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'Robo-advice' a low-cost option for financial planning
Tue, 8th Feb 2022
FYI, this story is more than a year old

Only two firms offer low-cost computer-generated financial advice, despite it being available for four years.

Robo-advice (also known as digital advice) was provided by a licensed financial advisor and was a big step-up from other digital tools, such as a chat-bot, which were designed to help investors sort through a range of options and help them make decision.

Digital advice went a step further to recommend and offer specific products, based on information provided by a user.

Chartered Accountants Australia and New Zealand tax leader John Cuthbertson said advice offered by an automated service was only as good as the information provided by users.

"It's clearly suited for less complex financial decision making and investing," he said, adding that human interaction was necessary for more complex investment decisions, such as estate planning.

"Because when you think about advice and the nature of succession planning or whatever, not all of it is financial, some of it is personal and what the owners want for the next generation."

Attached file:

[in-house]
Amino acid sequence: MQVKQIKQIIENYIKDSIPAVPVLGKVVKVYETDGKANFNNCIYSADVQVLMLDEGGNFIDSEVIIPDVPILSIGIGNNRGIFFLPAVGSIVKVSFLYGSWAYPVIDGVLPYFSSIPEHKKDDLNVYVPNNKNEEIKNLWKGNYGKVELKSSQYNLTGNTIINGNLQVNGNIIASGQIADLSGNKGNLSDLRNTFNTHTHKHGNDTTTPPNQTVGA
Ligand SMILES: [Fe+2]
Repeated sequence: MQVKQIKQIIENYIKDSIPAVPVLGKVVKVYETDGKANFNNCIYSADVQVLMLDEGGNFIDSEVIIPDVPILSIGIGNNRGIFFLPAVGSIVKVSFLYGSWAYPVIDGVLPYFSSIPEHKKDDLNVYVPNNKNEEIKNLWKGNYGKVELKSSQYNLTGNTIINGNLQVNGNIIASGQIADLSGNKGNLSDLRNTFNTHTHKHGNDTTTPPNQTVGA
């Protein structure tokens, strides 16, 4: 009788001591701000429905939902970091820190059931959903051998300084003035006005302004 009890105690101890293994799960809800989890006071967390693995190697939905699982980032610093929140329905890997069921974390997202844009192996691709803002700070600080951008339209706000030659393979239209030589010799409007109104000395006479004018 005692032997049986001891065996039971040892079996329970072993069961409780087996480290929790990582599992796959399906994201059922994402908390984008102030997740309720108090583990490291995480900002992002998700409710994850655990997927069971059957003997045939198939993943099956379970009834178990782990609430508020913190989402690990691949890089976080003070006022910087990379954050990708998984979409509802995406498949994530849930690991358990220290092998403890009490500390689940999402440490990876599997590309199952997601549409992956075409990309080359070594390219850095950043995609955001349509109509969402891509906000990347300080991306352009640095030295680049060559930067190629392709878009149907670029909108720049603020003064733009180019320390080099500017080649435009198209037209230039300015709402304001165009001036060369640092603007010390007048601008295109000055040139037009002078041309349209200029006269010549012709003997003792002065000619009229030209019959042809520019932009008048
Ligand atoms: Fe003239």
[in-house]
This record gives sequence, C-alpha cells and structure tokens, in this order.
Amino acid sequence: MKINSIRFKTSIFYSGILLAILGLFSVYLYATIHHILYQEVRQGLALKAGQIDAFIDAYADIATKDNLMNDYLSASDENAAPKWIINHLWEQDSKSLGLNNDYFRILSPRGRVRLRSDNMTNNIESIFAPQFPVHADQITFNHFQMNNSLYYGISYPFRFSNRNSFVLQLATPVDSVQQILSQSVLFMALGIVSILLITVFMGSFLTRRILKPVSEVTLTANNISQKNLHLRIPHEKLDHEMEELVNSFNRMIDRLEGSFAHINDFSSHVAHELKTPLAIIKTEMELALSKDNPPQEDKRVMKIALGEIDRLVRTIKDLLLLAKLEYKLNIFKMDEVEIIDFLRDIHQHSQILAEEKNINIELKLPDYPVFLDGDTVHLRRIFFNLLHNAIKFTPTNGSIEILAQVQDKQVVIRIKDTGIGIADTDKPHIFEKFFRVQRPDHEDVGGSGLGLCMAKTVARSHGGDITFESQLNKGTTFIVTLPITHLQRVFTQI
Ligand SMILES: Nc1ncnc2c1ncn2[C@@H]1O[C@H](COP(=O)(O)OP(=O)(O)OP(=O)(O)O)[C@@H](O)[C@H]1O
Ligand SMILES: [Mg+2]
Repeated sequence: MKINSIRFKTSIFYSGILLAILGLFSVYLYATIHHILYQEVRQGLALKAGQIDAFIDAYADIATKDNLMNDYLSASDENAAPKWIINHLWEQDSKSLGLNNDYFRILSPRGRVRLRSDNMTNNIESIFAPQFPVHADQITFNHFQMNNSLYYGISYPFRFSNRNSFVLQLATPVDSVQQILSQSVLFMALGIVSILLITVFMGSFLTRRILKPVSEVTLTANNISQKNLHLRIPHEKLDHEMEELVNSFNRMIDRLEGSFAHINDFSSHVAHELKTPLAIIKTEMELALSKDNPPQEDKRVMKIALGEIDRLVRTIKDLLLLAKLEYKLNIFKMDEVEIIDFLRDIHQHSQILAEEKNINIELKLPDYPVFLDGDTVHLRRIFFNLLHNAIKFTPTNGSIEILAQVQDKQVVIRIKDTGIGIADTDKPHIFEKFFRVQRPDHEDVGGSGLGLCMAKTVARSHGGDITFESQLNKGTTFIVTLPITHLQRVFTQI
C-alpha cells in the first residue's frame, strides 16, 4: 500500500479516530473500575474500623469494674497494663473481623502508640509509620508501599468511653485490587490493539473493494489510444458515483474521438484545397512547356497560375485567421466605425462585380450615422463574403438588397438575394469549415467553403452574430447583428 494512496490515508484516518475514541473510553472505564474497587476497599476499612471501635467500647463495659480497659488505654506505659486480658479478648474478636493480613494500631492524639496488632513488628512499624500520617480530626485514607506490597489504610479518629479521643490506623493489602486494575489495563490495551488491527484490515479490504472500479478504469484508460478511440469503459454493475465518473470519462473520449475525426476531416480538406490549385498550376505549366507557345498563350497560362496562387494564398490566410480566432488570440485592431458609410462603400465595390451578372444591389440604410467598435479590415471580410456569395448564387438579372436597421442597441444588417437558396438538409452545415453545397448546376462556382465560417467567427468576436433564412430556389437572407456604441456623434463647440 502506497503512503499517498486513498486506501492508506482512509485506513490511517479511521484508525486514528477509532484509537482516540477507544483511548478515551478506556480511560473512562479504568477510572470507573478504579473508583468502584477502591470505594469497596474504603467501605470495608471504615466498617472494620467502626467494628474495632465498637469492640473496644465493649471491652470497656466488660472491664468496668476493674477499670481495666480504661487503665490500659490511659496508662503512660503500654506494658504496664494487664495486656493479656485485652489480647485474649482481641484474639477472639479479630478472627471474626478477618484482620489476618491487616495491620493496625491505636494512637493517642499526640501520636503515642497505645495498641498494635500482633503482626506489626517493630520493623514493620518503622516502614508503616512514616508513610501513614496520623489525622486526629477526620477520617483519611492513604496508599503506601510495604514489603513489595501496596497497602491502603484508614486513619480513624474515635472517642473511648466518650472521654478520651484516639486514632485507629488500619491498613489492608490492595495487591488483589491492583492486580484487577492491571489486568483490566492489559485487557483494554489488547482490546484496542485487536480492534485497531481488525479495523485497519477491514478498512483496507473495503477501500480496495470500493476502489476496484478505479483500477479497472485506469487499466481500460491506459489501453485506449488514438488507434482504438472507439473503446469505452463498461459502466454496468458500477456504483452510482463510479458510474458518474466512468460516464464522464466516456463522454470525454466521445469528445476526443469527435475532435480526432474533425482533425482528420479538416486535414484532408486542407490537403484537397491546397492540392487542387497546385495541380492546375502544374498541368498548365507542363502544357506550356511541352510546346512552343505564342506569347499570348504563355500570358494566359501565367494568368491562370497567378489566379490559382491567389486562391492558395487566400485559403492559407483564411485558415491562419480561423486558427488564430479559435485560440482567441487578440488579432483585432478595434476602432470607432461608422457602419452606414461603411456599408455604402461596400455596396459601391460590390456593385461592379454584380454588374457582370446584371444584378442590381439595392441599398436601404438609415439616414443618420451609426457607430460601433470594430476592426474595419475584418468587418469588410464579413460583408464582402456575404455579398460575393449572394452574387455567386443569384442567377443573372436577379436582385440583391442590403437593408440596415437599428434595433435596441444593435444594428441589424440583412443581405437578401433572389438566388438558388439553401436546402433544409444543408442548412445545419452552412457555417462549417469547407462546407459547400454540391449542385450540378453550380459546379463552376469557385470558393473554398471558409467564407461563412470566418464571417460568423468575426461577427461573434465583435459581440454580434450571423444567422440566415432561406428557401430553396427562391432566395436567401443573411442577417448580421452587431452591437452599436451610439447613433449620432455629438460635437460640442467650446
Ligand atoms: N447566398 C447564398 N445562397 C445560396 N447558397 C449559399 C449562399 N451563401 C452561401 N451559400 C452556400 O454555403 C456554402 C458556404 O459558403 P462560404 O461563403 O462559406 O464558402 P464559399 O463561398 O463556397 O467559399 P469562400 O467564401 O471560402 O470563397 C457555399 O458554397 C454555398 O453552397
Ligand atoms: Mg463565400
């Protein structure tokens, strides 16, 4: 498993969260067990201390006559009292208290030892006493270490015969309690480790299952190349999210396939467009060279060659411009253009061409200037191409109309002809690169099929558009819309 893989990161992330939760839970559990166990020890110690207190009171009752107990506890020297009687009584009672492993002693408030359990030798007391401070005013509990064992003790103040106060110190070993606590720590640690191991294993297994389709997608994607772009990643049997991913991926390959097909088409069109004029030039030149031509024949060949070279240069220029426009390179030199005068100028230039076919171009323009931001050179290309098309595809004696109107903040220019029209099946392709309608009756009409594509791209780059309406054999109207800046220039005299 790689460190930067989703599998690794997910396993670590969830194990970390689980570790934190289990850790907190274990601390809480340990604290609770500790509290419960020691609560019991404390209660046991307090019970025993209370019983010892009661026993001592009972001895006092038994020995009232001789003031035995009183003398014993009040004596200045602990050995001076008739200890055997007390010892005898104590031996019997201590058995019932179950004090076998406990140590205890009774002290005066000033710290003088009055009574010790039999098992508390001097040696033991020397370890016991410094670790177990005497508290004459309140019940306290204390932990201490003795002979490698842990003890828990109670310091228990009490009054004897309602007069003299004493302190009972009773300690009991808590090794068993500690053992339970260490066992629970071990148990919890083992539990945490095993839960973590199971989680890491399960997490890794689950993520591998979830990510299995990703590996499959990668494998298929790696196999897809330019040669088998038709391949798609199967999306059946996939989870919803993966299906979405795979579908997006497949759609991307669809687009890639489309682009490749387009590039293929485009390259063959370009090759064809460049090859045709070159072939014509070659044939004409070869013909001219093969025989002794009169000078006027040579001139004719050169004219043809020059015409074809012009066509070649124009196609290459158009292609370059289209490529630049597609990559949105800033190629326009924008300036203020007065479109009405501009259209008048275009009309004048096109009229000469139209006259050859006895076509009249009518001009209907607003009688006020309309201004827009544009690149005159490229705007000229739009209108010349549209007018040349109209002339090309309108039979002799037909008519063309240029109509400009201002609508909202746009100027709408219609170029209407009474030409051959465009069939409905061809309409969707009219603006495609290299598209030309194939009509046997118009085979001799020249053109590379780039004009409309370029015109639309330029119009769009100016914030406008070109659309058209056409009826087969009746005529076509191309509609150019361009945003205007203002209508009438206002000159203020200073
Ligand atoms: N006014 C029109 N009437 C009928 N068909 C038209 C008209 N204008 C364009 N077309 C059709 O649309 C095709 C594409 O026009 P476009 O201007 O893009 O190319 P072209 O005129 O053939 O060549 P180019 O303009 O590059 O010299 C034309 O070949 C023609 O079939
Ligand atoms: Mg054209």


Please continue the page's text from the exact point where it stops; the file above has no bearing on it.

Global fund manager Nikko last year redesigned its free GoalsGetter digital advice platform to meet the needs of a new generation of investors using online trading apps, such as Hatch and Sharesies, to make better decisions.

GoalsGetter users can take Nikko's digital advice or take the information generated to shop around.

The other digital advice provider was BetterSaver, which selected the best options for users from a range of investment firms.

BetterSaver made money by charging fund managers a fee for referrals, rather than users.

Financial Markets Authority director of supervision James Greig said New Zealand lagged behind international growth in digital advice services, but there was potential for change.

"The DIY share trading platforms, they've all got the FAP or financial advice provider license, so they've got the potential to make use of that license and actually give that digital advice," he said.

"We haven't seen it today, but that's not to say that we may not see it tomorrow."

In the meantime, Greig said DIY providers, such as Hatch and Sharesies, were directing investors to relevant investment information.

"So whilst they may not cross over into advice, per se, they're giving access to great information. They are helping show forecasts of what what might be in the future. These sort of tools don't cross over into advice, but it really does help with the decision making."

In the meantime, investors were urged to seek out financial advice, if they had not already done so, particularly given global uncertainty and ongoing volatility in financial markets.